Instead of importing steel to make goods in America, many companies will simply import the finished product made from cheaper steel or aluminum abroad….Mr. Trump has handed a giant gift to foreign car makers, which will now have a cost advantage over Detroit..”
I can’t believe I just did that. Won’t happen again.
And then there is the risk of retaliation. Will Canada levy tariffs on Harley’s? How about China putting a tax on Boeing imports or Levi’s? What happens with the NAFTA negotiations?
From The Economist:
“Chrystia Freeland, Canada’s foreign minister, promised her country would “take responsive measures to defend its trade interests and workers”. Mexico is reportedly planning retaliatory measures, too. The Chinese are unlikely to refrain from action. In 2009, after Barack Obama imposed safeguards on Chinese tyres, China responded with (illegal) restrictions on America’s chicken-feet exports. America’s agricultural sector is bracing itself for retaliation.”
Will the proposed policy turn into law? It is far from a sure thing given this administration. Next week will be interesting.
From Three Dots to Four
The other major event this week also came from the government, but this time the Fed. Federal Reserve Chairman Jerome Powell testified in front of Congress this week. His speech was widely watched because investors are trying to get a handle on what he thinks about inflation and future policy changes. Key points include:
1) His general remarks were more hawkish than anticipated. He was generally upbeat on growth prospects and the odds of inflation hitting the 2% target this year.
2) Probably the key phrase was the following because it actually acknowledged the chances of the economy overheating:
“In gauging the appropriate path for monetary policy over the next few years, the FOMC will continue to strike a balance between avoiding an overheated economy and bringing PCE price inflation to 2 percent on a sustained basis.”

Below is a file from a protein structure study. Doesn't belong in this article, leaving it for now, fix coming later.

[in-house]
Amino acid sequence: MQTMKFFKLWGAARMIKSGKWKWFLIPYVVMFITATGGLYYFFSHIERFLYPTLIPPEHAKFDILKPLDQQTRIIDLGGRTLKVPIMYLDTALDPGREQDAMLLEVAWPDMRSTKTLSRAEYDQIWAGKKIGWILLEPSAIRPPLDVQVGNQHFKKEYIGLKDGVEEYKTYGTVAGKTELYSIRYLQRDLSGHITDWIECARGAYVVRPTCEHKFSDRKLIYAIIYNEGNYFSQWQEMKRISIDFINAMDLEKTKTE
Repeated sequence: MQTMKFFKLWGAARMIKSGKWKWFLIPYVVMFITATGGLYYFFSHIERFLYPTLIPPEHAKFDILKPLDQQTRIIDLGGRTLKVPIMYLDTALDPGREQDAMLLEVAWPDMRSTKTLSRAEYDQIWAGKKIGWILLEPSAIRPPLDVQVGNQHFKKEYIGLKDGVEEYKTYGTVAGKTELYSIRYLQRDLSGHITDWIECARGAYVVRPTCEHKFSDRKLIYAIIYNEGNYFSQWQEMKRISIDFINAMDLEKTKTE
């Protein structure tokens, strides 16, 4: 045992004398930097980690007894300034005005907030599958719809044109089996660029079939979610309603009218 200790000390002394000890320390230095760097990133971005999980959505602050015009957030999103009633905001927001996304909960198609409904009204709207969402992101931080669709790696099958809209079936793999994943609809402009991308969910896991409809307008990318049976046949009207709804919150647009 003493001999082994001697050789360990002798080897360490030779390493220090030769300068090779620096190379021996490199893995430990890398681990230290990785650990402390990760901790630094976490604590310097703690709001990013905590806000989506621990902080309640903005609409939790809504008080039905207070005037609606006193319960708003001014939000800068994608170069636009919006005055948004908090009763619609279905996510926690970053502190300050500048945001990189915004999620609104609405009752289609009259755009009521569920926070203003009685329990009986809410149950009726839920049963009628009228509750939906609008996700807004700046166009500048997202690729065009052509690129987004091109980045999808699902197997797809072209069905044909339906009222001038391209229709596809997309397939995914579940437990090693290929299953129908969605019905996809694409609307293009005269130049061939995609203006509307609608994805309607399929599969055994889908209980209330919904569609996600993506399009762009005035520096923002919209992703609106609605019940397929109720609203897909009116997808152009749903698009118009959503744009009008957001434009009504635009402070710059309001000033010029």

3) With this Powell is breaking from Yellen’s legacy. Her comments were always in the context of attempting to achieve maximum employment. His are now tilting towards avoiding overheating.
What this meant is that the odds of four hikes this year kicked higher to 1 in 3.
Tim Duy noted the following about Powell’s testimony:
“Bottom Line: What of the implications for policy in the wake of Powell’s visit to Capitol Hill? If the testimony reflects the views of the FOMC, and the FOMC’s concern has shifted to overheating, then the odds are high that enough dots shift up in the next Summary of Economic Projections that the median dot shifts to from three to four (I may have been too sanguine on this issue). Second, the median dot for 2019 will likely shift up to a firm three. But most important is that policy may now be on a hair trigger more than I anticipated.”
The next Fed meeting is March 20th and 21st.
And Then There is Italy
Well if you haven’t had enough of politics pushing the markets to and fro, you’ll be happy to know Italy holds another election Sunday. And this one should be entertaining. Not only because Italy has managed to have 65 different governments in the last 72 years, but because there is no clear leader.
Five Star Movement (created by a former comedian) is running ahead in the polls, as you can see below, but Forza and the Northern League are tied together in a right-wing electoral alliance.
And guess who leads this alliance? None other than Silvio Berlusconi. This man is resilient. Despite numerous sex scandals (he bought us bunga bunga parties), more than 20 trials on charges ranging from false accounting to bribing judges, and a tax fraud conviction, he stands a chance of winning an outright majority. Now he cannot be Prime Minister because his conviction bars him from office until 2019. But he says he would run again next year if given a mandate.
He’ll be 83 then.
Have a good weekend.